As to prep: either bring your stuff with you to the faculty room, or consider it a period to clear your mind and relax. Is it possible for you to have lunch 4th and prep during that split 5th period?

    2. Wow... I've never heard of that. Is it the same kids every day? If so, give them one page of the test during the first half, then let them have both pages for the remainder. Or ask other teachers on staff, who have dealt with it before, how they handle it.

    Good luck Tim!
     
  9. Budaka

    Budaka Cohort

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    Aug 16, 2009

    I would talk to the teacher who will be sharing your room. First, I would offer her some space! A bulletin board or a bookshelf or something. It is so hard to be a traveling teacher! But also it is hard to not be in your room, especially if there are resources in their that you need to access. My computer is in my room so I had to leave it during prep. Do try to organize your planning period so that you are not coming and going during the whole time.

    In the past when I have had split lunch and I had a test that I did not want to split up I switched lunch with another teacher. Just clear it with administration and make sure that the class you are switching with has about the same number of students so that is doesn't mess up the lunch schedule. Except for problems with lunch I like split lunch because it breaks up the time. We have all our study halls planned during lunch so I am hoping for split lunch!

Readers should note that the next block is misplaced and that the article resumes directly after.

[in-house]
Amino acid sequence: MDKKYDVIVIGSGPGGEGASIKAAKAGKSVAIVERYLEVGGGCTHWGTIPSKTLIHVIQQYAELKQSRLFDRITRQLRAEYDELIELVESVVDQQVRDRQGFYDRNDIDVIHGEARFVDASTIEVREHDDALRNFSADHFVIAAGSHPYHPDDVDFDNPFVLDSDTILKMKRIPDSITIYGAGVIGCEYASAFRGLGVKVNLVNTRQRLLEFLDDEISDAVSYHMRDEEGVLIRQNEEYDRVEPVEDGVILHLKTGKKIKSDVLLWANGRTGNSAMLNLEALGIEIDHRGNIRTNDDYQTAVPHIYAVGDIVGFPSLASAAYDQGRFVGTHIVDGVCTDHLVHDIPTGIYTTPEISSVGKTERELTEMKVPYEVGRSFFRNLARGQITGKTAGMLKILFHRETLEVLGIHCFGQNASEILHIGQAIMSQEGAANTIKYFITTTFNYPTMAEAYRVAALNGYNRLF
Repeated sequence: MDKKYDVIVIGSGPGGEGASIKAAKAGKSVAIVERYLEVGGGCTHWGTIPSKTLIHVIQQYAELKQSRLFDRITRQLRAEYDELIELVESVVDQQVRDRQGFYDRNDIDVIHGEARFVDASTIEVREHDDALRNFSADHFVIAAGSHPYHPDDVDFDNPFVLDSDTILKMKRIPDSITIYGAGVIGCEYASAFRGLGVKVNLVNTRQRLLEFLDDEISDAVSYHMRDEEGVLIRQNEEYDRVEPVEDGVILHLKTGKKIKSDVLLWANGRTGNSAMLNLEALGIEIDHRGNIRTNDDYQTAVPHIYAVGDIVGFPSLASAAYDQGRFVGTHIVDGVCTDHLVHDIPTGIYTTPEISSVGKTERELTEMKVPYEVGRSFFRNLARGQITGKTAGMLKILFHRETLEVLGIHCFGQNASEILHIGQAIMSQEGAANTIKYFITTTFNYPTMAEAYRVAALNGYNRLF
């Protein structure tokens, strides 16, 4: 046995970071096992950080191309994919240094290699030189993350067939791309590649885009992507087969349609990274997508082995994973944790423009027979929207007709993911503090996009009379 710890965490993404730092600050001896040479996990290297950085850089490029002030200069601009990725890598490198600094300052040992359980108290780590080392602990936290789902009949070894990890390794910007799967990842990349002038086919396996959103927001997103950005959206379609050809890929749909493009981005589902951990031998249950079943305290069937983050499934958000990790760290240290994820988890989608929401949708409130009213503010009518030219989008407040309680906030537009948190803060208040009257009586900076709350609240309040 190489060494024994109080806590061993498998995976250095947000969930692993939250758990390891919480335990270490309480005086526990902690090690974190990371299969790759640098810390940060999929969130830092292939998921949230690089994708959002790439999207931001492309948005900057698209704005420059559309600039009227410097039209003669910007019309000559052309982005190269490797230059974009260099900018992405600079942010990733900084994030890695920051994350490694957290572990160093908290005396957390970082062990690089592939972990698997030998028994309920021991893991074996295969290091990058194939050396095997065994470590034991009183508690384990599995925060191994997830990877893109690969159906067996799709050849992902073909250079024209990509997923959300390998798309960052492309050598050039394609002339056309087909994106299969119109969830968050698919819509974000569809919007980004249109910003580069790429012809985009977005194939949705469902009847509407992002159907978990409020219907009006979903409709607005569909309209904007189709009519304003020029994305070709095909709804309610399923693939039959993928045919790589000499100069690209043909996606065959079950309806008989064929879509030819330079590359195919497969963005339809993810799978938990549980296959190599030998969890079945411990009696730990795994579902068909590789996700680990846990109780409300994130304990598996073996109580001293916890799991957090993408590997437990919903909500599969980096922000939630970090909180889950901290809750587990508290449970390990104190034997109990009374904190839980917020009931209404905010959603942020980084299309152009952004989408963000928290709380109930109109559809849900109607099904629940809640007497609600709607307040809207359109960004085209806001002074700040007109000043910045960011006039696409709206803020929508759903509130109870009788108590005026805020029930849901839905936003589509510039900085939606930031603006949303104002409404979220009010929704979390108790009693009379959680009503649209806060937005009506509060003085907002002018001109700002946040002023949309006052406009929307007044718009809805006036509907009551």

10. krysmorgsu

    krysmorgsu Cohort

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    Aug 16, 2009

    I'm one of the few in my school who isn't traveling this year. I feel bad for those in the situation, though. I would offer her any extra space that you can. She'd probably appreciate having some storage space and a room she doesn't need to bring a cart to.

    As far as the split lunch, try to do the split testing. Think of it almost as you would a huge test (like a midterm) that you might have to split over two days. Give them a portion to finish in the first half, and a portion to finish in the second half. I'd have the first half be the easier stuff, and the second the harder stuff. Count on them studying at lunch, so make the second portion things that are not simply memorization (such as definitions), but more application.